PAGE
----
Her pediatrician first suspected she had autism when she was three years old. However, according to Nicole, the specialists who evaluated her daughter weren't convinced because the toddler could make and maintain eye contact, something some people with autism avoid. “So many people are stuck in the typical male presentation of autism, and think no one who has it can make meaningful eye contact,” says Nicole. Her daughter finally received an official autism diagnosis when she was nine, six years after her pediatrician’s first referral. And even with the diagnosis, applying for financial support is a lengthy process. “The wait times are so long. It takes forever to get anything going.”

Levent's Multiple Sclerosis

When Levent was 18, he was suddenly unable to walk for a month. At the time, his doctor told him if anything like that ever happened, it was likely because Levent had MS, a disease in which the body’s immune system attacks the brain and spinal cord. In 2008, a year and a half before the Johnsons got married, Levent woke up one morning unable to move his right leg. His family doctor referred him to a neurologist, who diagnosed him initially with relapsing-remitting MS, meaning his symptoms—mostly in his right leg—would flare up and then subside. “But the amount of residual damage that’s left is unpredictable.” At first, he merely lost the ability to run. Eventually, his mobility started to seriously go downhill. A few years later, his diagnosis was changed to progressive MS. “It’s a slow, steady decline,” says Johnson.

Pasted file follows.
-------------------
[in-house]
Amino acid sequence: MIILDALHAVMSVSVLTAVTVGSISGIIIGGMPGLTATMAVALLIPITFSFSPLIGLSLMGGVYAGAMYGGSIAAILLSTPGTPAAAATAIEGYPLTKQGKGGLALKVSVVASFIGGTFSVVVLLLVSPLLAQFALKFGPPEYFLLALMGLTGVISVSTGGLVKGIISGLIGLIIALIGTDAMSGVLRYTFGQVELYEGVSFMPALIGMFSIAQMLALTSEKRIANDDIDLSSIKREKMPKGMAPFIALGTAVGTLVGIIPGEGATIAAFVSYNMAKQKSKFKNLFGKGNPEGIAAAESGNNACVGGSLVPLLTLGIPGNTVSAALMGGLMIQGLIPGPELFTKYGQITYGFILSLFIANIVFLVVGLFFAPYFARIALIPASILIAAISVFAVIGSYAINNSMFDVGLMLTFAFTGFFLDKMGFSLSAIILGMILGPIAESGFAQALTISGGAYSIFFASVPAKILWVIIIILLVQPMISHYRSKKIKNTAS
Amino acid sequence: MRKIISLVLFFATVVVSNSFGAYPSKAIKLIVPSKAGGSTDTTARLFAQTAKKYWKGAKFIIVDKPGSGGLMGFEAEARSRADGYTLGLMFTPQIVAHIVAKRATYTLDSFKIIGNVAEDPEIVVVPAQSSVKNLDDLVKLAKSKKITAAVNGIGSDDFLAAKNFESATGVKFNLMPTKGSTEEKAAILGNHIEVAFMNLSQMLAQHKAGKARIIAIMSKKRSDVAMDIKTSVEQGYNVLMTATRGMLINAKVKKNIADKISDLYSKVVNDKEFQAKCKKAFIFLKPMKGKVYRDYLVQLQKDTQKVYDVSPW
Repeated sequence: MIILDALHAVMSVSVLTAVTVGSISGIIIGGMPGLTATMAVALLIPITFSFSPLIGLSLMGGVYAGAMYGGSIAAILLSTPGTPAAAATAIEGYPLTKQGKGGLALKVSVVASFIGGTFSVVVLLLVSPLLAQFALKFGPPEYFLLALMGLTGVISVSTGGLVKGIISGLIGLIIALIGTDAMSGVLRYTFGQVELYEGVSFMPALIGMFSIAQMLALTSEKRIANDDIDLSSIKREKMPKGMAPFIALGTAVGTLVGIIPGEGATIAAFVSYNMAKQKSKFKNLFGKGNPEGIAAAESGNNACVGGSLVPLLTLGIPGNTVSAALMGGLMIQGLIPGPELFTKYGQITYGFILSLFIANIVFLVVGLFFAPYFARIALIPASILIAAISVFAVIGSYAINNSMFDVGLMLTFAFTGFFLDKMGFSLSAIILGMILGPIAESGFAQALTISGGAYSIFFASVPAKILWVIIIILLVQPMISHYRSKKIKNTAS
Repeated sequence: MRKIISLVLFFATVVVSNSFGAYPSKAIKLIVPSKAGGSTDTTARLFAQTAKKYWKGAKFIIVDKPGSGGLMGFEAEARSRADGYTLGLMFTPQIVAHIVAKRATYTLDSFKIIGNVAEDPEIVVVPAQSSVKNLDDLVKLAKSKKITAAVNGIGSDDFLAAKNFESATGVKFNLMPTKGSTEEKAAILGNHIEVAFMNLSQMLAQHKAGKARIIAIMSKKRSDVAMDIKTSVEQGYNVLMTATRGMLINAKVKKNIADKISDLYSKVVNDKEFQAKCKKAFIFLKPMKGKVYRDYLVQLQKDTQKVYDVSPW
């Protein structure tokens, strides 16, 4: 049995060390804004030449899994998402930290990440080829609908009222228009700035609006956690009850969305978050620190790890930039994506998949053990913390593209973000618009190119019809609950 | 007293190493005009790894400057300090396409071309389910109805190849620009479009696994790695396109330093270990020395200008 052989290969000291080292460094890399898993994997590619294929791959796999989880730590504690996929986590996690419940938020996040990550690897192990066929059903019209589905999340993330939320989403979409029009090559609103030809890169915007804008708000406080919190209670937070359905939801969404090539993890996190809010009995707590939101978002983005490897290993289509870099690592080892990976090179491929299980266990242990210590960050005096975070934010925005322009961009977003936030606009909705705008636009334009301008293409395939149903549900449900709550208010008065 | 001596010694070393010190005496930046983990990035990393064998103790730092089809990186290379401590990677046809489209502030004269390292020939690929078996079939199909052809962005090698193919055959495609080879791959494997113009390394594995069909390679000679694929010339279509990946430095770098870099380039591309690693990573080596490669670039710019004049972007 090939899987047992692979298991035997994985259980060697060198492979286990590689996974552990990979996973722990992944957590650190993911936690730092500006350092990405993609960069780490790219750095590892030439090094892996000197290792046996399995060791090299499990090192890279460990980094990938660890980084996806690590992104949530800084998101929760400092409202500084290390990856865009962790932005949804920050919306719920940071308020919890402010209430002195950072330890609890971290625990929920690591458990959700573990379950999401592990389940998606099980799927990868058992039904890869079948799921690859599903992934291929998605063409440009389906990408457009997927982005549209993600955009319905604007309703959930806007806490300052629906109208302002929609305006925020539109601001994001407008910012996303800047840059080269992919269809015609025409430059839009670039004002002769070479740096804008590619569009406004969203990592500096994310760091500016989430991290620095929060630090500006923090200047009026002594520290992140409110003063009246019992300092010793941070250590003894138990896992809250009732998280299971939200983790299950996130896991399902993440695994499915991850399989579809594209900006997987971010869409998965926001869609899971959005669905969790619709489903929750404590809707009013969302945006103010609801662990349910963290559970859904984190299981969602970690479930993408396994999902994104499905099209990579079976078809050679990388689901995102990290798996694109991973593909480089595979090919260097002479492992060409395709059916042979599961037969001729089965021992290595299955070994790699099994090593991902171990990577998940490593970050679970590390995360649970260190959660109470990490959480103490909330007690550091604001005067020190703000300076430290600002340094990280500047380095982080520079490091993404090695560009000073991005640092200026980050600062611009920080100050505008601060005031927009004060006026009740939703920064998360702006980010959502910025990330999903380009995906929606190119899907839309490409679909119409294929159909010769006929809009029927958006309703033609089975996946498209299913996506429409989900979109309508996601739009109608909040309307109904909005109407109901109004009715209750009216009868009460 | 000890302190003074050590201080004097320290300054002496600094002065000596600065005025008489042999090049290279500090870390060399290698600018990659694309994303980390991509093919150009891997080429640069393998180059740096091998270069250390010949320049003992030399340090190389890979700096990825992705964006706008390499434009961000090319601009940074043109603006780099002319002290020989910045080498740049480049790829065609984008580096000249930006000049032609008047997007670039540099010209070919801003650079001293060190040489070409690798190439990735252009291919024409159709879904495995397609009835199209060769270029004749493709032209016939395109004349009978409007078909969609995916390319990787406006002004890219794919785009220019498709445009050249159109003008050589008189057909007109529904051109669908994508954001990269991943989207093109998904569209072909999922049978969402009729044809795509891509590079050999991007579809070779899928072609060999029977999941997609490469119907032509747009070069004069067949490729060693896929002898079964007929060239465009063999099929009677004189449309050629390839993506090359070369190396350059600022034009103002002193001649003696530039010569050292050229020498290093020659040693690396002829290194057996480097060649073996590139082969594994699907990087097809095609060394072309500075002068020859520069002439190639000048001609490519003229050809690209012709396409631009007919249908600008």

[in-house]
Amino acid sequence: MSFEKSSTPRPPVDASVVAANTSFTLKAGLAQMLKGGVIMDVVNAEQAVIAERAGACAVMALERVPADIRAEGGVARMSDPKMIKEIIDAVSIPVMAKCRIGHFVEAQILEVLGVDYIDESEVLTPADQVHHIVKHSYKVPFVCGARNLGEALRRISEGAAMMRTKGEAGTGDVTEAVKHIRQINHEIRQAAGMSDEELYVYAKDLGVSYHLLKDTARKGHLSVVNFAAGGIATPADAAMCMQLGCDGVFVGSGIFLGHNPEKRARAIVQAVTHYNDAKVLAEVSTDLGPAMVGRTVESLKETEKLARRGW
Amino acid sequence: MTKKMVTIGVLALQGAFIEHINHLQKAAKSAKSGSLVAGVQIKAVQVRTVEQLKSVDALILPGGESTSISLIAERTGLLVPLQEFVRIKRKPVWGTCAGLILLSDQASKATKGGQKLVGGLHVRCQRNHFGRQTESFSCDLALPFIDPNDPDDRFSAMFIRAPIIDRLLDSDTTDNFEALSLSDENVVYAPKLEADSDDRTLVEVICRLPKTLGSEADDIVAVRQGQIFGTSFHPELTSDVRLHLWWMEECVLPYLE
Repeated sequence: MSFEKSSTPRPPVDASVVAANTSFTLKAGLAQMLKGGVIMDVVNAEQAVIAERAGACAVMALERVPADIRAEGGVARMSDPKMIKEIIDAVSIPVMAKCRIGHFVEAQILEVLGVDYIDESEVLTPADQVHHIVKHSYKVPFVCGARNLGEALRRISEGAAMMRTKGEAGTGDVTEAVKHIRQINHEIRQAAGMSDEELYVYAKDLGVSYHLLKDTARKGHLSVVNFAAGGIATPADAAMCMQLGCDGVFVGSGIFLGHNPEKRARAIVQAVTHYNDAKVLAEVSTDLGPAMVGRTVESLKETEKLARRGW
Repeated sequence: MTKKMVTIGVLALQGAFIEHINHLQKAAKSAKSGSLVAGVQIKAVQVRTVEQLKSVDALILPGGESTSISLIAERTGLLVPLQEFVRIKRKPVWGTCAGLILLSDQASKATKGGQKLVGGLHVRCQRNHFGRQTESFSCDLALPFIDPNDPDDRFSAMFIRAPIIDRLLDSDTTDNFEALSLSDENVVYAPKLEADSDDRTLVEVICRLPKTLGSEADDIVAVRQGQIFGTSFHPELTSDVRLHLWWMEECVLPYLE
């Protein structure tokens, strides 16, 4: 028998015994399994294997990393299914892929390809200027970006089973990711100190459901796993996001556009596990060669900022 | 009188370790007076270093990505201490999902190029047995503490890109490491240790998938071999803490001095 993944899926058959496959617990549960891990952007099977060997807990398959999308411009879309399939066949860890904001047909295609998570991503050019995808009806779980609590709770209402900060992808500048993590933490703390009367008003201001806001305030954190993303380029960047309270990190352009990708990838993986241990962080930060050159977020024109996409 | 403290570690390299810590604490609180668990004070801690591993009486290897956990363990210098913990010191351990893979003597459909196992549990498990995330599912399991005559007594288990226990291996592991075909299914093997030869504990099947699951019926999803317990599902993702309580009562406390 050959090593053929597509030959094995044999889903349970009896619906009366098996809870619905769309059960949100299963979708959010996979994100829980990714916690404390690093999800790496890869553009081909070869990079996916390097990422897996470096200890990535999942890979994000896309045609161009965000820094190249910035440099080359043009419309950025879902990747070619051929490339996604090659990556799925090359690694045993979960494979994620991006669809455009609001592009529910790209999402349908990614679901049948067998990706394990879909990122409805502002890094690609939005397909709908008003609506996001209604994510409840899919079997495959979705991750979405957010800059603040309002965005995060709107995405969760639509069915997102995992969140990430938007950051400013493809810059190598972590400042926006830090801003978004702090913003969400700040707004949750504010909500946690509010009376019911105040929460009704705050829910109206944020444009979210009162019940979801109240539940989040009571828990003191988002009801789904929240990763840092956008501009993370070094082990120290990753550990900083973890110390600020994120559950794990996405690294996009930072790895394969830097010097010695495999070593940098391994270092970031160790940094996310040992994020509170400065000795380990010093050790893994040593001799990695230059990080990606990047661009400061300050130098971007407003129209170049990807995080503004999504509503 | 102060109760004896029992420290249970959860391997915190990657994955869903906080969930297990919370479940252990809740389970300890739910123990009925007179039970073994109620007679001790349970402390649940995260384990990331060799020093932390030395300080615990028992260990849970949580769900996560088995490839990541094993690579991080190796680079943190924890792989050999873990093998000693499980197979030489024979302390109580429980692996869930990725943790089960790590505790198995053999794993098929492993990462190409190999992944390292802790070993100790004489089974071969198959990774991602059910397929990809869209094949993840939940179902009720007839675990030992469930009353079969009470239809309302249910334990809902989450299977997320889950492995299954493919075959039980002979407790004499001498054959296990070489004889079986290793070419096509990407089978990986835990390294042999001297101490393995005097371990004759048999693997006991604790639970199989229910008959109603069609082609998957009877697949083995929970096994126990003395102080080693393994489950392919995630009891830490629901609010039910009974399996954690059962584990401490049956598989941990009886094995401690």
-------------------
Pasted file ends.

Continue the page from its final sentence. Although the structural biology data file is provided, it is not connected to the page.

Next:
How they make it work


Though Levent, now 40, can get around with the aid of a walker, he mostly uses a wheelchair to avoid the risk of falling and injuring himself. He lives in the basement of the family house, where he has access to a bedroom, his office and a washroom. The family spends plenty of time all together, and Nicole says the arrangement has some upsides, like more space for her high-energy kids, who need to decompress after a day at school. “My husband and my son have their ‘boys cave’ and my daughter enjoys her room in quiet.” There are challenges, too, of course. Nicole does most of the housework and repairs around the home. “My husband does what he can, but, naturally, most of it falls on me these days.”

Nicole’s children each qualify for one day per month of respite care through Camino Well Being. “The staff are phenomenal—my son could be having the trickiest day, and it doesn’t faze them. They always show the kids how much they care.” But that’s one seven-hour day per month, and Nicole’s children often go individually, meaning she’s always on duty. The idea of an overnight break is even harder to fathom.

And though that may be easier to orchestrate when they’re older, the progression of FASD is unpredictable. “It’s a brain injury, right? Things that seem minor now might not be later.” And there are other risks related to the disorder. According to data from Canada’s National FASD Database, over a quarter of people with FASD experience suicidal ideation or attempt suicide during their lifetime.

Rates of addiction, substance use disorders and mental health issues are higher too, and people with FASD are overrepresented in the Canadian correctional system. “The life expectancy for people with FASD is 34,” says Johnson, citing an American study by the National Institute of Health which found that the leading causes of death were suicide and accidents. “But our goal has always been to crush the numbers. We just want to crush all the numbers.”

*Nicole and Levent’s surname has been changed to protect the family’s privacy.

This article was originally published on May 28, 2024

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Caitlin Walsh Miller is a writer and editor based in Montreal. Her work has appeared in magazines online and at newsstands across Canada, including Maclean’sToronto Life and Best Health. Formerly, she was senior editor of Air Canada enRoute. See more of her work at